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Our 6 Easy Steps For Cutting Up Your Mattress

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Too many mattresses are often improperly disposed of or are not always recycled, which can be a problem as the landfills grow larger each year. If you’re looking into disposing of your mattress, you need to know how to cut up a mattress.

Naturally, recycling regulations vary from state to state, with places like California and Rhode Island requiring by law that residents recycle their beds. You should check the laws for your state and make sure you’re doing what is in accordance with their regulations.

It can seem daunting at first to break yours down, but it’s not as hard as some people may think.

6 Steps to Breaking Down Your Mattress

Gathering The Proper Tools

First off, you’re going to need the right set of equipment to handle this task. Normally, you should be able to find most of these supplies at your local hardware store, as they’re typically common.

You’ll need a saw, a bolt cutter or wire clippers, boxes to store any loose parts you get from the process, eyewear to protect your eyes, some durable gloves, preferably cut-resistant ones, a good pair of pliers, a utility knife and a box cutter. Make sure that you get all of these, as you don’t want to make multiple trips back to the store.

Step 1: Remove the Cord from the Edges

For this part, use your utility knife to get rid of the piping thread. Follow the thread to its end, then you tug until it comes loose from the bedding. Do this for every side until it is done.

You’ can recycle the thread for other uses or donate it, whichever is most convenient for you. It could be beneficial to keep if you think it can be repurposed.

Step 2: Cut off the Side Panels

Removing the side panels is an important step that could prove to be rather difficult. If you are new to this process, you might want to be extra careful, as you could end up hurting yourself. With that being said, remove the sides with your hands once the material has been cut/ripped enough to remove the binding cords and then take off the sides themselves.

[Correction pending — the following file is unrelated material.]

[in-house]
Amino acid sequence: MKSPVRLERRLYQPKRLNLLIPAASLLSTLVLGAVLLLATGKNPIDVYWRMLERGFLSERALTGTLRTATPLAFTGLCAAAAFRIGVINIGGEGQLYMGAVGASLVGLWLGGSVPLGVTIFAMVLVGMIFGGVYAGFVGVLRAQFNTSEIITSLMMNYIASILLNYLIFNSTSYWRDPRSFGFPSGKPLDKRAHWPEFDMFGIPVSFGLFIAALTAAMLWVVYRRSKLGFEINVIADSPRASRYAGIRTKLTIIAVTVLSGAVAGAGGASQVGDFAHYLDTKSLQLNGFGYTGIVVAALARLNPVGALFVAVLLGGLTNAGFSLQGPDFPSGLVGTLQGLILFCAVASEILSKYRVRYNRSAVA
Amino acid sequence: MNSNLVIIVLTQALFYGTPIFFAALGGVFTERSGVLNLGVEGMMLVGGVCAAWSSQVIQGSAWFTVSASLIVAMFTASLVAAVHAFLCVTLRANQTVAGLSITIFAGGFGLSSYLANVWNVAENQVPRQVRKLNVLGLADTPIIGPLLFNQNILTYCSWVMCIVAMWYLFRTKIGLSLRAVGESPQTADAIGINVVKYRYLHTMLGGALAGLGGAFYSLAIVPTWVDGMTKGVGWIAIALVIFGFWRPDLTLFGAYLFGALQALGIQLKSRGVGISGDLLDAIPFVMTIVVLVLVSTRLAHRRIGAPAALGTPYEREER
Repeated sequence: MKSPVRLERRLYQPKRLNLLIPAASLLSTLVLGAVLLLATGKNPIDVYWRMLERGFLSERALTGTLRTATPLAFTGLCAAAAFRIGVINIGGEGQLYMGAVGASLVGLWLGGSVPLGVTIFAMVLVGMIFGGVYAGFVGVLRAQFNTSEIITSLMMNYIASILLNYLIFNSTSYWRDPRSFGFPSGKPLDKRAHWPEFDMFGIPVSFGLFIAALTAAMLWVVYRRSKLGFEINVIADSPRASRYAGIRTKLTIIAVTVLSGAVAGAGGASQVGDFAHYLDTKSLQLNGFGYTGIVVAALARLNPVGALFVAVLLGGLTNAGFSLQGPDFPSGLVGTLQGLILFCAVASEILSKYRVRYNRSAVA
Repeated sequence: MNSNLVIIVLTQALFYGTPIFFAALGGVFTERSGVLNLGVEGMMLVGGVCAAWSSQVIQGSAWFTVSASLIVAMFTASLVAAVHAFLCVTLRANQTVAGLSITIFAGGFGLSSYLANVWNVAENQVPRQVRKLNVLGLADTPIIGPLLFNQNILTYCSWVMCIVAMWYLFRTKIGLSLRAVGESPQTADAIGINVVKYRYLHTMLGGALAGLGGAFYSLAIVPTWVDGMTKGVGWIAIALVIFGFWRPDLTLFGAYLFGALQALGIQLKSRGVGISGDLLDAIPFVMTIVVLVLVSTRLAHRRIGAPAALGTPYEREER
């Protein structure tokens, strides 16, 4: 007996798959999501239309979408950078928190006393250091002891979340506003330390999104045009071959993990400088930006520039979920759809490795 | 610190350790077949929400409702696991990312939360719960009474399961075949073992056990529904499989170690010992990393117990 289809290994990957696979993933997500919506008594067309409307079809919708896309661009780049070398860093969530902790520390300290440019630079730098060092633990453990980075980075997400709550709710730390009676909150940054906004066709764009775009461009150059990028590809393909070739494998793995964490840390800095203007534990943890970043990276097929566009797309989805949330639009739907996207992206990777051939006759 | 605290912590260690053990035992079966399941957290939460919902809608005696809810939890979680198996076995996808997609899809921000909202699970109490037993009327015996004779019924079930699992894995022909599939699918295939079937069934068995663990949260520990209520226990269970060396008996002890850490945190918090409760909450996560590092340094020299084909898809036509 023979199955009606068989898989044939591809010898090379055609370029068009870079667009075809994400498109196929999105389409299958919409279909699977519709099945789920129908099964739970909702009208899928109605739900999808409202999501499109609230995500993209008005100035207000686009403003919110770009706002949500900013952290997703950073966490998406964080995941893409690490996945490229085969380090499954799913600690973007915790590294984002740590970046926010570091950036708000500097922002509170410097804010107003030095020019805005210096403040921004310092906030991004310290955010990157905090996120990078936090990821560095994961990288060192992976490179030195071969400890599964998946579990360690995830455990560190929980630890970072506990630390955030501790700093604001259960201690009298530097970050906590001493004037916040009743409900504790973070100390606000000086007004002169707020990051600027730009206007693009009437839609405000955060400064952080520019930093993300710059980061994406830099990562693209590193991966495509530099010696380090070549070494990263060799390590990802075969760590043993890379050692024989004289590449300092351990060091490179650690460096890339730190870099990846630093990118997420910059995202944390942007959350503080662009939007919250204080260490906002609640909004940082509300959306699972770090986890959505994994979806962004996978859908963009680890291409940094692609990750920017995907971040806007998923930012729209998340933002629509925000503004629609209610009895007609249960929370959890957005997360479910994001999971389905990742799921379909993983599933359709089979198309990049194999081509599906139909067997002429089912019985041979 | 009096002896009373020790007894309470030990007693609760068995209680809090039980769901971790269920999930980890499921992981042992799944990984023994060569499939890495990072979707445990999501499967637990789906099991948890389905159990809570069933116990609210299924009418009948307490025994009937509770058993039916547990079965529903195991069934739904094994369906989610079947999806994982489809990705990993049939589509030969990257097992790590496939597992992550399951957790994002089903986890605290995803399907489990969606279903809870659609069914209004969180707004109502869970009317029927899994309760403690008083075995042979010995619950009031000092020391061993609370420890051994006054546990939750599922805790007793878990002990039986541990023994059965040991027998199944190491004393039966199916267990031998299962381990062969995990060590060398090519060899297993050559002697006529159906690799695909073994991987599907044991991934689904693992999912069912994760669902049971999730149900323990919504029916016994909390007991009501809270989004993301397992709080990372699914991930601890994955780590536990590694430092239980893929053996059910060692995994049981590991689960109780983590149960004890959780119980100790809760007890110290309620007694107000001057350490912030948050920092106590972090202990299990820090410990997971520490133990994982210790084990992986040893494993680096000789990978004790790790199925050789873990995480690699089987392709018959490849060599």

Step 3: Remove the Top and Bottom Layers

The next step is simple but necessary, and it shouldn’t take you too long. When you’re removing the top and bottom layers, it’s important to keep an eye out for any staples. These are used to keep the fabric on the outer layer bound and secure.

Take off the fabric until you see foam or cotton padding. Once this is achieved, gently slip off the top layer until it’s completely off.

Step 4: Sort the Internal Layers and Fabric

The next step requires some precaution. Get your gloves ready, because it could get a bit messy. You should collect all of the inner filling and fabric up and ready it for either recycling or reusing.

You should store the filling and so on somewhere dry, preferably in a bag, until you figure out what you’re going to do with it. Figure out what can be recycled and how the material could be potentially reused.

Step 5: Carefully Cut the Metal Springs

Safety should be a priority for this next step. There’s a chance for injury, as the metal springs may be quite sharp. You may want to wear gloves and have your wire cutters ready.

Once the fabric is removed, you should only have springs left. You’re then going to need to slice up all of the springs into smaller parts. These can be reused for a variety of purposes if you don’t want to just throw them out.

Learn More: How to Dispose of Your Mattress

Frequently Asked Questions

What if there is a fiberglass fire barrier

This is important to consider when you’re cutting up your mattress, as you could potentially get fiberglass everywhere if you’re not too careful. Be sure to carefully dispose or recycle the material after removing it. If you’re not entirely sure how to handle it, you could consult with a local recycling center as to what to do.

Need a new mattress? Explore our top picks for the best mattresses without fiberglass.


Recycling a bed can be of great use to both you and the environment, as you’re getting rid of old bedding you no longer want, while potentially giving new life to old things. It can be intimidating when you’re starting out but with a few tips, you should be able to handle it perfectly.

Hopefully, with this guide, you’ll know exactly what to do and how to do it. If you use the right tools and take the proper precautions you should do just fine. Take care not to hurt yourself and all the steps should go according to plan.

Jill Zwarensteyn


About Author

Jill Zwarensteyn is the Editor for Sleep Advisor and a Certified Sleep Science Coach. She is enthusiastic about providing helpful and engaging information on all things sleep and wellness.

Combination Sleeper